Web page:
Sunday, November 10, 2013

Typhoon Haiyan - Climate Change or Not?

Typhoon Haiyan's death toll may reach a staggering 10,000, which in population-adjusted numbers would be over 32,000 if it happened in the United States -- eleven 9/11s.

The usual suspects are working hard on their spin. HotWhopper has a good discussion of Anthony Watts' callousness, and then there's this jewel from Bjorn Lomborg;

That's right -- it's immoral to think about how 10,000 deaths might have been prevented, this time or in the future, unless you think about it the way Bjorn Lomborg does. Wow.

Bill McKibben seems more restrained, twittering what's happening in the Phillipines but not directly linking it to climate change.

Andrew Freedman at Climate Central has a pretty good discussion of the storm from the perspective of a few hurricane researchers, and what the future might bring. 
Hurricane researchers contacted by Climate Central said Haiyan is an example of the type of extreme storm that may become more frequent as the climate continues to warm. But there is more consensus about the stormier future than there is about the present. The researchers also urged caution in attributing Haiyan’s strength to global warming, given the lack of evidence that manmade global warming has had any detectable influence on Western Pacific typhoons, let alone tropical cyclones in general (an umbrella term that includes typhoons and hurricanes).
The Guardian has a good article too, saying "a record seven typhoons developed across the west Pacific during October...."

It seems to me science just cannot yet quickly assess whether an extreme event is related to cliamte change or not -- it takes a lot of work afterward, and the verdict isn't always intuitively obvious. Mostly I say that based on the BAMS supplement "Explaining Extreme Events of 2012 from a Climate Perspective" published this September. They looked at 19 notable events that happened in 2012 from across the globe, and concluded that "approximately half the analyses found some evidence that anthropogenically caused climate change was a contributing factor to the extreme event examined...."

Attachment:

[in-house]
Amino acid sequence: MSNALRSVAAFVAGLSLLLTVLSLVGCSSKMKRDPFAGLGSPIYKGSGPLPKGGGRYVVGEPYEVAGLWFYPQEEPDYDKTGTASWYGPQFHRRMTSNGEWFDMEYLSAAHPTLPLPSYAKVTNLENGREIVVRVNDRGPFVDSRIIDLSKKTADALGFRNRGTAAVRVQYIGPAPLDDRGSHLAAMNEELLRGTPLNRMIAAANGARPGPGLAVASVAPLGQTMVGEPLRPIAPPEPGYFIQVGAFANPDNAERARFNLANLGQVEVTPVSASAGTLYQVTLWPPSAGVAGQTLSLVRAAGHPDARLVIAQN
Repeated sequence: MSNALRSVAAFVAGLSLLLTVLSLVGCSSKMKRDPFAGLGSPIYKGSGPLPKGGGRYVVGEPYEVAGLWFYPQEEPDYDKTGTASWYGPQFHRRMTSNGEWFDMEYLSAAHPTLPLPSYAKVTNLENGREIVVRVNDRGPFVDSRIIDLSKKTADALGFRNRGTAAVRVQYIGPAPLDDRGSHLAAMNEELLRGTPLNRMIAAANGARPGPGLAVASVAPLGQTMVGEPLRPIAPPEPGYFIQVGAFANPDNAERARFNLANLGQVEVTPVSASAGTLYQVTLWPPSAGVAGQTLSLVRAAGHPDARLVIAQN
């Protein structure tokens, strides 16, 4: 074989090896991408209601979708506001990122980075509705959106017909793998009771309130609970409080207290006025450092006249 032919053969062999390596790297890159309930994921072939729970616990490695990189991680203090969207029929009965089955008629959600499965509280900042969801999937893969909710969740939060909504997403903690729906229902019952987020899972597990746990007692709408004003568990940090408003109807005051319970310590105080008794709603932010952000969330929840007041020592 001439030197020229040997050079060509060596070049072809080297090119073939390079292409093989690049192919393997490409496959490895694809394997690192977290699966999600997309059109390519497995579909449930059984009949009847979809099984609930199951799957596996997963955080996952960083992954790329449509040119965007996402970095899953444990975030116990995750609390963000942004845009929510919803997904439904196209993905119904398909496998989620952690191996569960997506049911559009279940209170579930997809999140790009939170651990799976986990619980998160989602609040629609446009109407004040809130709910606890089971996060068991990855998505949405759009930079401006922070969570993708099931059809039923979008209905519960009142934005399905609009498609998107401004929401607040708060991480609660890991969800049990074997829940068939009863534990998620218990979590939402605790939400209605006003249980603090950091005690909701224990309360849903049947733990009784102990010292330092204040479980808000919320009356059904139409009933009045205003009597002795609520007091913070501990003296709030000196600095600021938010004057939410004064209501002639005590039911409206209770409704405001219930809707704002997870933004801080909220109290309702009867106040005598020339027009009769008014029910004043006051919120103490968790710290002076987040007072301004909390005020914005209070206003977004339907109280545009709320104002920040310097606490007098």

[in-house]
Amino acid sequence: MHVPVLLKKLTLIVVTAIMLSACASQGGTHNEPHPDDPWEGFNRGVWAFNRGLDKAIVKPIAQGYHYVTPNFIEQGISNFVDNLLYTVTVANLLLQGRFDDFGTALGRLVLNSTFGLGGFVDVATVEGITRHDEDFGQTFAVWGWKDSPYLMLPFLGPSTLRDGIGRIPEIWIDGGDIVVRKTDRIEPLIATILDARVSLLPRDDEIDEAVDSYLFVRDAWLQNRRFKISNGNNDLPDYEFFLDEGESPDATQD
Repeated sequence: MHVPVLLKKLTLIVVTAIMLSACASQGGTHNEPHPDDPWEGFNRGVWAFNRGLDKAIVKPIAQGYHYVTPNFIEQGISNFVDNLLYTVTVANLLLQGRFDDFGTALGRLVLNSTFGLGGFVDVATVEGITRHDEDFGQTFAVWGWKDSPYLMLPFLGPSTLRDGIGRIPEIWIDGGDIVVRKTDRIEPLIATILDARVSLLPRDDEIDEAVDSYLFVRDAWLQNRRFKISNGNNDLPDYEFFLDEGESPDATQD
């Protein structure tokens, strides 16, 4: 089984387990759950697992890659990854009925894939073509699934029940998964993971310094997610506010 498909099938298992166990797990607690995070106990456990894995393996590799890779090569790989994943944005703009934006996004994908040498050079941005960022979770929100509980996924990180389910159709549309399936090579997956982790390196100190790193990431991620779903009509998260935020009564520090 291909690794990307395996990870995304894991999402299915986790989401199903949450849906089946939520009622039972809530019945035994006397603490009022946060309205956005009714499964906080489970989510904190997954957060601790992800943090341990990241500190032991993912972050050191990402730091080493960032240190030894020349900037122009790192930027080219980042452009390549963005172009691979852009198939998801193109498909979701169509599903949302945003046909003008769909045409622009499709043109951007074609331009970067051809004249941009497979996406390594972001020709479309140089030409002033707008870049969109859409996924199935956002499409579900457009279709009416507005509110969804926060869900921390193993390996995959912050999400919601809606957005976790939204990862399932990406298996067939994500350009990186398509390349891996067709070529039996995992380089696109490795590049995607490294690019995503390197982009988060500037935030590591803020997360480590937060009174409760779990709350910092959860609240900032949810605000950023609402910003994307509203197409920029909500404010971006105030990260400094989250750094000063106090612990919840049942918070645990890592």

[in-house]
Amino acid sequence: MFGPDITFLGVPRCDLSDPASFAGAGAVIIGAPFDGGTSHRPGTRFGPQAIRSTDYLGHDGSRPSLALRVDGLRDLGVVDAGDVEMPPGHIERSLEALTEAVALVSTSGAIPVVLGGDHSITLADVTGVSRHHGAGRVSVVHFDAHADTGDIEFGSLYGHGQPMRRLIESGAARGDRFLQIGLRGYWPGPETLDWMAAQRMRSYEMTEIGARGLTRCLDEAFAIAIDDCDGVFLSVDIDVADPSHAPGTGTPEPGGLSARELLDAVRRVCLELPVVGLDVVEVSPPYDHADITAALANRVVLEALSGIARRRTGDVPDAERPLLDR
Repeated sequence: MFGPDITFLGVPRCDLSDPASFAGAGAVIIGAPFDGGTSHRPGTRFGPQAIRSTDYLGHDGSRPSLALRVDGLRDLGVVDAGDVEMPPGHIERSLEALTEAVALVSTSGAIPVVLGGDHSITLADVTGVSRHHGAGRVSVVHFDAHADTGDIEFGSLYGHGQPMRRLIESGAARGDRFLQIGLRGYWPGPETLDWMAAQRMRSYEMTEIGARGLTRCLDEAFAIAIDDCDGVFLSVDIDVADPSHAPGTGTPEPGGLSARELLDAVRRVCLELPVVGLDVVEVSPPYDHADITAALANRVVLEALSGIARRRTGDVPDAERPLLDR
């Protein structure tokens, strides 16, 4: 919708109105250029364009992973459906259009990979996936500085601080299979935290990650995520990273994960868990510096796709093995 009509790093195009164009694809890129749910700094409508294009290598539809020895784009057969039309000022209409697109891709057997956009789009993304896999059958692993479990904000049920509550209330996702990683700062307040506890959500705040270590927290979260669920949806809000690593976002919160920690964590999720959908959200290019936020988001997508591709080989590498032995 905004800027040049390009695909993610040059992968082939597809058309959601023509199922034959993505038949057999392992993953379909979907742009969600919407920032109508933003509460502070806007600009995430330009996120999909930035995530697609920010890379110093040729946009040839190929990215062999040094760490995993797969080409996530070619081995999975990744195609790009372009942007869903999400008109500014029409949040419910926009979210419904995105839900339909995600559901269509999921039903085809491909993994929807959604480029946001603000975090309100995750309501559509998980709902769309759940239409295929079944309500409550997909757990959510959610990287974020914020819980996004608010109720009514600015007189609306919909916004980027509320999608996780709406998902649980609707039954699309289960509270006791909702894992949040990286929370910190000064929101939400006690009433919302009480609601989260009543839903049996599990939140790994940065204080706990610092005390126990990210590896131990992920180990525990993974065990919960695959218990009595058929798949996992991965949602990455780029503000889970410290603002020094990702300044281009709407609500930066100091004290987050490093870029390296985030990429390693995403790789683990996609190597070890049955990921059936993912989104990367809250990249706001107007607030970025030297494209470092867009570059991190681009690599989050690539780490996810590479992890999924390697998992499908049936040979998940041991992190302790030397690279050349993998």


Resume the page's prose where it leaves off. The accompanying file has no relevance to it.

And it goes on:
A great deal of scientific analysis went in to each event, and it seems difficult to guess beforehand which events had a link to climate change and which didn't. The central U.S. drought was not caused by climate change, they concluded, though it was made more severe because higher temperatures increase evaporation which decreases water availability. 

But a severe drought in the Iberian Peninsula did seem "partially driven" by climate change. The heavy rainfall over eastern Australia in March 2012 was found to be caused by "unforced internal climate variability." And so on. 

Global warming immediately comes up in the discussion of all these events. But careful analysis -- and only careful analysis -- that looks deeply at the event and its climatological context finds that only some of them were linked to global warming, and then only after a lot of work.

But to the extent that manmade climate change was a contributing factor to about half of the 2012 events, and there will doubtless be more in the future (even if we don't know which they will be), there is still a very good (some would even say moral) argument to be made for mitigation and not just adaptation. 


Dan Pangburn said...

Carbon dioxide change has never had a significant influence on climate and never will. Find out what actually has driven average global temperature at

Chris_Winter said...


Please post a note here when you win your Nobel Prize for disproving what 97% of scientists throughout the world believe about CO2 and its effects on IR emissions.

Chris_Winter said...

As far as I can tell, Bjorn Lomborg feels everything is immoral as a reason for cutting CO2.